Whisky, yer the divil!

The LA Times today has a review of a new book on the happiest subject of them all:

He evokes the whisky-sodden world of the 18th century Scottish Enlightenment; you wonder that Edinburgh, a city where everybody downed half a cup of whisky promptly at noon (a bell was rung), produced so many important writers and inventors.

The 18th century attitude, MacLean writes, "is summed up by a story about a group of gentlemen who had been drinking together in a club in Glasgow. They had been at it for several hours when it was noticed that one of the number had been keeping quiet for some time. 'Whit gars Garskadden luk sae gash?' (What makes the laird of Garskadden look so ghastly?), asked the laird of Kilmardinny. To which Garskadden's neighbour replied, 'Garskadden's been wi' his Maker these twa hours; I saw him step awa', but I dinna like to disturb gude company.'"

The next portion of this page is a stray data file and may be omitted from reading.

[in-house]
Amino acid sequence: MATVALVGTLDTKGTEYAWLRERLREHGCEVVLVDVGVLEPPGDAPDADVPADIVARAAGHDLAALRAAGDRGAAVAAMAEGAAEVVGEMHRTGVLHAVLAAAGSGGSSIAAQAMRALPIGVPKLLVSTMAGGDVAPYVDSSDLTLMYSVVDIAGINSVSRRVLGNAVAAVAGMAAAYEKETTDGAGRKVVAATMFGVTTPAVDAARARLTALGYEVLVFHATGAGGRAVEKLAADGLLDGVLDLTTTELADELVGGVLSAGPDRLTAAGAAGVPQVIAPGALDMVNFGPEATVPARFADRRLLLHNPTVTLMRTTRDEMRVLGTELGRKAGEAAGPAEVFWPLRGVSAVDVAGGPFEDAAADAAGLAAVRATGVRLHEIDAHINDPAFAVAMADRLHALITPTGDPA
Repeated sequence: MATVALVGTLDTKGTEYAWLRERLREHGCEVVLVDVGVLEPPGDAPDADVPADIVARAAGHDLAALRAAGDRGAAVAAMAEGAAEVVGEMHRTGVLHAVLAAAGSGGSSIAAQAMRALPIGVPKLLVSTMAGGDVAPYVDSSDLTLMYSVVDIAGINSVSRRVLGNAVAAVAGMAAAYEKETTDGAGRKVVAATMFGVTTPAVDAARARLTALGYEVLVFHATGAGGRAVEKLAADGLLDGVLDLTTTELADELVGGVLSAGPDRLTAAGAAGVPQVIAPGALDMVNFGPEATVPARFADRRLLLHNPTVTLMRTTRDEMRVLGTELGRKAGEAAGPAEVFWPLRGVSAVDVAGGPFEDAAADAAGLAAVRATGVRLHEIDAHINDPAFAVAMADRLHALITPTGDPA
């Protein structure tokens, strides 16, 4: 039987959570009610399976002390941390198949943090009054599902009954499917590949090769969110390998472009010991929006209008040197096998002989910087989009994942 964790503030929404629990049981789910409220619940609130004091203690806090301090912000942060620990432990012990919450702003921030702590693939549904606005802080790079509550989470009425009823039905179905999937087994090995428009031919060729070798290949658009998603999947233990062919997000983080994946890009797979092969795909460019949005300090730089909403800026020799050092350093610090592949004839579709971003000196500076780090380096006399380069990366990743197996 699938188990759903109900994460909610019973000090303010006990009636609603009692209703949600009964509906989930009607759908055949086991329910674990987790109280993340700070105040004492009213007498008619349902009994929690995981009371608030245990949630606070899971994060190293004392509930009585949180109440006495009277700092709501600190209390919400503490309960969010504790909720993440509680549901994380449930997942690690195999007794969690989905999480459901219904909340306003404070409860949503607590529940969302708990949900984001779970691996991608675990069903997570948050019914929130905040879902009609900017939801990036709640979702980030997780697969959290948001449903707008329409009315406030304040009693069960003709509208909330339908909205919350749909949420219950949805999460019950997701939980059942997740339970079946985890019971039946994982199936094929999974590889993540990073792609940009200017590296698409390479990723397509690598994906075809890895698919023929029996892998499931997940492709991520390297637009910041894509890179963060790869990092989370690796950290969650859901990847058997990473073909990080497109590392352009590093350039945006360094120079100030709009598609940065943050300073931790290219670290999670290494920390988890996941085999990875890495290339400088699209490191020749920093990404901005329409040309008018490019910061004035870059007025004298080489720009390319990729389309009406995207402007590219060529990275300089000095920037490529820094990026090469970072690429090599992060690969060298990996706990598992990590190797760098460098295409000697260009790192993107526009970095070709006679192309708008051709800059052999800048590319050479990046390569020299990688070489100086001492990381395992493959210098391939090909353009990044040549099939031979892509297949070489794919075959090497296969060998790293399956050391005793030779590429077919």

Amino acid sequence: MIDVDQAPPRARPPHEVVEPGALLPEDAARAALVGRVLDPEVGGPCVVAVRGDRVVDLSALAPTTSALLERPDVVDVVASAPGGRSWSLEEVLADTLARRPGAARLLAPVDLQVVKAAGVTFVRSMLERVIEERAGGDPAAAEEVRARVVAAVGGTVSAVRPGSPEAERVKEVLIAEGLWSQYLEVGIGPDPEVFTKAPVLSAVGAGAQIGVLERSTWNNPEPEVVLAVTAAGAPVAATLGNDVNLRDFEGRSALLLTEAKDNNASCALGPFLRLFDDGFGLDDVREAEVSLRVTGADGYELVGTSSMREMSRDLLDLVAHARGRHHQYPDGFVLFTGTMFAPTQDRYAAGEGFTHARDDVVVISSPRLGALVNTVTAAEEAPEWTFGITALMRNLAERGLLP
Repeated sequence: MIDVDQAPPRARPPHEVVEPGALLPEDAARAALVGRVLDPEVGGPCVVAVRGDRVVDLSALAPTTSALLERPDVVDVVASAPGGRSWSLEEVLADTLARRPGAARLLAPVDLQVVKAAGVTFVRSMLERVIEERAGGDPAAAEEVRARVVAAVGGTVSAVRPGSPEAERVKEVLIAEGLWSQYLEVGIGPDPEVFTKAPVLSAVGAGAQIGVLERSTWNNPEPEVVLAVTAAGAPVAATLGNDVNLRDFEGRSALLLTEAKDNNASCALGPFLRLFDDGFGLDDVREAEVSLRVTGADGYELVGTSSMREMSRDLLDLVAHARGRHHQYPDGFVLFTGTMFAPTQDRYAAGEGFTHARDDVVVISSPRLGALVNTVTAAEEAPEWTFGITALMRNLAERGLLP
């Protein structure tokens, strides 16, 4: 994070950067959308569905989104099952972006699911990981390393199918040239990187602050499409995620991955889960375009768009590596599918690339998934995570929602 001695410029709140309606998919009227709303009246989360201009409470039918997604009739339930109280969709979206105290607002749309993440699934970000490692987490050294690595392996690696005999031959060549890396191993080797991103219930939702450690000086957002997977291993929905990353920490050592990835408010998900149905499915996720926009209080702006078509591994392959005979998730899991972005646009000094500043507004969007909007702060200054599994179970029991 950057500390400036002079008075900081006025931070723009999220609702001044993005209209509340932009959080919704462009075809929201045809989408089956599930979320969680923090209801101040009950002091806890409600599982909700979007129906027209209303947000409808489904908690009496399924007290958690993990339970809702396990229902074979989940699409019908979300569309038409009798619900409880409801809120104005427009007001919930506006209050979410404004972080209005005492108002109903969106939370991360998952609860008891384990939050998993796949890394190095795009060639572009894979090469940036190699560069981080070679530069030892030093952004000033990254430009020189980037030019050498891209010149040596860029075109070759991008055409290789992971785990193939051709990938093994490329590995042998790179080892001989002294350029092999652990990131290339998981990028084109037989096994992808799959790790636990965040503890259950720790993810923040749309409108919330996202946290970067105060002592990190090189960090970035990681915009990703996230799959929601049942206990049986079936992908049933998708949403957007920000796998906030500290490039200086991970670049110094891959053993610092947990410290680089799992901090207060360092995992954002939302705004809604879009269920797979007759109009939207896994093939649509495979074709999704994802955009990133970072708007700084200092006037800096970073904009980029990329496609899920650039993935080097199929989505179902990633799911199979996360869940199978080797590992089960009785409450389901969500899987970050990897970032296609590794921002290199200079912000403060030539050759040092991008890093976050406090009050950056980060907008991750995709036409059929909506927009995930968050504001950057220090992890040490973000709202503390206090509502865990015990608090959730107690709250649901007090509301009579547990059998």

A half a cup of the pure each noon? I get about that much yearly these days, but I can certainly appreciate the concept. Perhaps when I've retired.

The author does have the right attitude about it:
Because whisky was long considered a medicine, the Scots often added spices and other supposed medicinal ingredients to it, along the line of tonic liqueurs like Chartreuse. MacLean mentions an 18th century recipe that added mace, cloves, cinnamon, nuts, coriander, cubeb peppers, raisins, dates, licorice, saffron and sugar to what was probably perfectly good Scotch to start with.
'With Scotch, mix only water -- and that, only in an emergency.' Just so.

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